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Supreme Court: Westboro Baptist Church Can Picket Funerals

| by Mark Berman Opposing Views

The Supreme Court on Wednesday gave the go-ahead for members of the hateful Westboro Baptist Church to protest at military funerals. In an 8-1 ruling, the Court said First Amendment rights protect the protestors, regardless of how hurtful their message might be.

The decision upheld an appeals court ruling that threw out a $5 million judgment to the father of a dead Marine who sued the church after it picketed his son's funeral.

In the opinion, Chief Justice John Roberts wrote:

Speech is powerful. It can stir people to action, move them to tears of both joy and sorrow, and — as it did here — inflict great pain. On the facts before us, we cannot react to that pain by punishing the speaker. As a nation we have chosen a different course — to protect even hurtful speech on public issues to ensure that we do not stifle public debate.

Roberts noted that they obeyed police directions and were 1,000 feet from the church.

Justice Samuel Alito was the lone dissenter, writing:

Our profound national commitment to free and open debate is not a license for the vicious verbal assault that occurred in this case.

Rev. Fred Phelps and his family, who make up most of the Kansas-based Westboro Baptist Church, routinely show up at military funerals with such signs as "God Hates Fags," "Thank God for Dead Soldiers," "You're Going to Hell," and "God Hates the USA/Thank God for 9/11." They are trying to gain attention to their twisted theory that military deaths are God's punishment for the nation's tolerance of homosexuality.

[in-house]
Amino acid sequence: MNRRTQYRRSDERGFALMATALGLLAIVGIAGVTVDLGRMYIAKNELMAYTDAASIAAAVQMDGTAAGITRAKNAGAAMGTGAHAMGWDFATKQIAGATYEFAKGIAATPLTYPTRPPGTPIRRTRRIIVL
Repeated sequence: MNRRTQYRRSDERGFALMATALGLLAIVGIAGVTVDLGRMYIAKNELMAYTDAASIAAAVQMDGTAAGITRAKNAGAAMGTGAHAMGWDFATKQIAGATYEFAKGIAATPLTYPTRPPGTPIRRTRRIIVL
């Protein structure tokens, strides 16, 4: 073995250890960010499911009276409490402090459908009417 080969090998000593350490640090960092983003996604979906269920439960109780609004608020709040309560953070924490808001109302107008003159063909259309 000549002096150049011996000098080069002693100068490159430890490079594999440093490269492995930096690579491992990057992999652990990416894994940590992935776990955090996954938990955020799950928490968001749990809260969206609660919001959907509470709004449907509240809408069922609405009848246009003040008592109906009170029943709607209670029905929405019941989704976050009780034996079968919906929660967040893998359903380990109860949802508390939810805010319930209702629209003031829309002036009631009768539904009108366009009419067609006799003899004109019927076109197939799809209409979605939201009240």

Albert Snyder never even saw the protestors at his son's funeral in 2006 -- the route was changed to avoid them. However he later found photos on the Internet and sued.

Forty-eight states, 42 U.S. senators and veterans groups sided with Snyder. They urged the Court to shield funerals from the Phelps family's "psychological terrorism."

However the Court ruled for Westboro. Margie Phelps, a daughter of the minister and a lawyer who argued the case before the Supreme Court, said she expected the outcome. "The only surprise is that Justice Alito did not feel compelled to follow his oath," Phelps said. "We read the law. We follow the law. The only way for a different ruling is to shred the First Amendment."

She then went on to defend the church's disgusting message."The wrath of God is pouring onto this land. Rather than trying to shut us up, use your platforms to tell this nation to mourn for your sins."